My love affair with the Oracle inadvertently began senior year of high school, when I visited ORU for college weekend and stayed with two crazy freshman girls. I didn’t like either of them, and avoided them for most of the next year, until one of them cleverly edged her way into my heart with Jane Austen references and dreams of France.
That sweet soul became editor-in-chief of the Oracle during my second year at ORU and, because I was ridiculously loyal to her, I filled out an application and officially joined the Oracle staff.
You can’t fully love something without disliking it first, and that much has been true in my love affair with the paper. Before I worked at the Oracle, I’d never read it. I’d never picked up a copy on campus and read an article about spending the semester abroad in Paris or the effects of DACA at ORU. However, after spending 20 hours every other week stuck in a basement editing over 20 stories with the best editorial staff in the world (and probably even all of Pawnee), I want to kick myself for not getting involved sooner.
So many college students struggle with feeling like they don’t have a niche, leading them to develop a loner mentality that convinces them they don’t need other people, that they operate better on their own. Here’s the truth, though—you might be okay without a niche, but you’ll be more than okay with one. It took me over half of my college career to find mine, and every moment I spent on campus not knowing they existed is a moment I’ll regret. They were here the whole time; I just had to find them.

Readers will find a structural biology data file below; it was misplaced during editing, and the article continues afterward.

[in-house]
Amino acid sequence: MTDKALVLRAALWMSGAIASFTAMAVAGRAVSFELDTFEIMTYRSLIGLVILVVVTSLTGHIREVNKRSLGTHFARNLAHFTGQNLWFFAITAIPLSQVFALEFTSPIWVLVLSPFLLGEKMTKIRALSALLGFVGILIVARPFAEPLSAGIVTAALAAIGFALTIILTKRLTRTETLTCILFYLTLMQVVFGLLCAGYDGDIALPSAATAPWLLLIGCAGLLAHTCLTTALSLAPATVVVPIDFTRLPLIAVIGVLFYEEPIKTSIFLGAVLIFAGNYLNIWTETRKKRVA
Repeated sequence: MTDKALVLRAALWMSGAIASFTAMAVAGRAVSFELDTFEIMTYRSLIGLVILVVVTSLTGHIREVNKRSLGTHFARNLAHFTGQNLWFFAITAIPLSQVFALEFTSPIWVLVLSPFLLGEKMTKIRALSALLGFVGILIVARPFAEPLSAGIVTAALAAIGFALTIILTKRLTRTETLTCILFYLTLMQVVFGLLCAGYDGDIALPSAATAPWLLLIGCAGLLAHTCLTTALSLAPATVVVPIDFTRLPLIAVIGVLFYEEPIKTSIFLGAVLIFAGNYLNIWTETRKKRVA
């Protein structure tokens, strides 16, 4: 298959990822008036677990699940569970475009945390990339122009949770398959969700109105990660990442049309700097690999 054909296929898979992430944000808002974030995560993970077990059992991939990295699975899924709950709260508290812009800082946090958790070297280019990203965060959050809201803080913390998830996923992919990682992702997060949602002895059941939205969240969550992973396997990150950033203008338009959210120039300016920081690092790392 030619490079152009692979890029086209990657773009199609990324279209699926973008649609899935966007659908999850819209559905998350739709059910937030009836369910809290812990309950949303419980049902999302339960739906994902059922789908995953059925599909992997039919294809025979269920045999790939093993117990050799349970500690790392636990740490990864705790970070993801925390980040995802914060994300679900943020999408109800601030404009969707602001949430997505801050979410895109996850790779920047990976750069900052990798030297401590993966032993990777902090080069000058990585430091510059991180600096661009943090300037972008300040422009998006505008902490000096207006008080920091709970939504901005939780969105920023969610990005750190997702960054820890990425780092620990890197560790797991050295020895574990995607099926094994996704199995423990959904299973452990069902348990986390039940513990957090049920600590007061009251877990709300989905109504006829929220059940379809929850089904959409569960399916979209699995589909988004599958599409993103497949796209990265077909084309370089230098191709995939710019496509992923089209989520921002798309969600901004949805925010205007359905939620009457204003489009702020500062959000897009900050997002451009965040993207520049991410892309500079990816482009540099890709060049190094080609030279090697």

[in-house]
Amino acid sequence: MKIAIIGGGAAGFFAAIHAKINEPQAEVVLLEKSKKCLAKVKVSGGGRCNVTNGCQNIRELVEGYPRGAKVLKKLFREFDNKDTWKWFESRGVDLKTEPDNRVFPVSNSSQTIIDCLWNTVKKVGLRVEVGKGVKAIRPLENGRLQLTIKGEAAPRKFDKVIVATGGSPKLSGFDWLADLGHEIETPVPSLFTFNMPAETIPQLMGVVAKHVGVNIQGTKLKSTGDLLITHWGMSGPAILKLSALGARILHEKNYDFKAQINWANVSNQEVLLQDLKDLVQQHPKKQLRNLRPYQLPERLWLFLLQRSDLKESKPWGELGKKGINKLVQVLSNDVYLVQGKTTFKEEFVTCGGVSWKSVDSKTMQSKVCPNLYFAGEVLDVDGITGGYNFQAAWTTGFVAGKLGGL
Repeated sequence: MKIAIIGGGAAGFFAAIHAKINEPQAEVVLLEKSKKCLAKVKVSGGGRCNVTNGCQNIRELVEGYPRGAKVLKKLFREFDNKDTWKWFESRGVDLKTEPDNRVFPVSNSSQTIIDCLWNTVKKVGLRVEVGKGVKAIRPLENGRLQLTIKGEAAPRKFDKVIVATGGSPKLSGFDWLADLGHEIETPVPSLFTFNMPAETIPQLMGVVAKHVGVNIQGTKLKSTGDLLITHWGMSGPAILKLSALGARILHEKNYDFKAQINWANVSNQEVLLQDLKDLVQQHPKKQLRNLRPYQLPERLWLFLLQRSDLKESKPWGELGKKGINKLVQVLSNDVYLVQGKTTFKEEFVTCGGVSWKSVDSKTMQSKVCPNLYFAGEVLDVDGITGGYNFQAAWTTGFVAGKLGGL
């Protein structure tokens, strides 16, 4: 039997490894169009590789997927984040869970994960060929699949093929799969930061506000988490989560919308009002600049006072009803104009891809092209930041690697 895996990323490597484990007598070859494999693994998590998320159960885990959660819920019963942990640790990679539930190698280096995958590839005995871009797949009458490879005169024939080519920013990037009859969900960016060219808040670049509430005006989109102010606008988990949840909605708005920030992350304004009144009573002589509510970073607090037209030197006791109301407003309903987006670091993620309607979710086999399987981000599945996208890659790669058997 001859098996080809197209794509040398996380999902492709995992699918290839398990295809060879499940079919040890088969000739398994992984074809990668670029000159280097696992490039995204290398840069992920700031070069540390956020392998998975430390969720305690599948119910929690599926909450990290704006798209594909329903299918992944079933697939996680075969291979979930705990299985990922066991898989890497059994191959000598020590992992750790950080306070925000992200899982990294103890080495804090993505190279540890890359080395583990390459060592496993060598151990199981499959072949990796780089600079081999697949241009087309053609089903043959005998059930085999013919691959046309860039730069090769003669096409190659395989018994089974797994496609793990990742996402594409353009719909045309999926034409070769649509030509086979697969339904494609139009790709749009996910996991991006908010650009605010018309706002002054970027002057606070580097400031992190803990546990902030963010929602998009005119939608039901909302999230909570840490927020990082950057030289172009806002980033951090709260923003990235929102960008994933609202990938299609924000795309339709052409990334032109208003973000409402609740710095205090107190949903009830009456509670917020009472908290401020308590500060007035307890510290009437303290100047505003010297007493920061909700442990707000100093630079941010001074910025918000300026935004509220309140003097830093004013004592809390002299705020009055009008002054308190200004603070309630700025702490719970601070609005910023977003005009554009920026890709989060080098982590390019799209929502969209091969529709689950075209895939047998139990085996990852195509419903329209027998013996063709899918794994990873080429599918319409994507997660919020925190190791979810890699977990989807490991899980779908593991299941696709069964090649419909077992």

I operated fine without the Oracle, but when Alyssa handed me that Staff Writer application, she showed me that I deserved more than just “fine.” She handed me friendship. She handed me work experience. She handed me something to love and care about. Being a self-proclaimed loner will never contest with these things.
There’s something wonderful about walking into a room and knowing that you genuinely love the people in it. There’s something thoroughly magical about walking into a room and knowing that the people inside are competitively, aggressively, seriously good at their jobs. You can manufacture talent, but you can’t manufacture love, and we feel it for our work. I hope we never lose it.
How am I supposed to work with people who hate their jobs after this? I have no clue. Pray for me.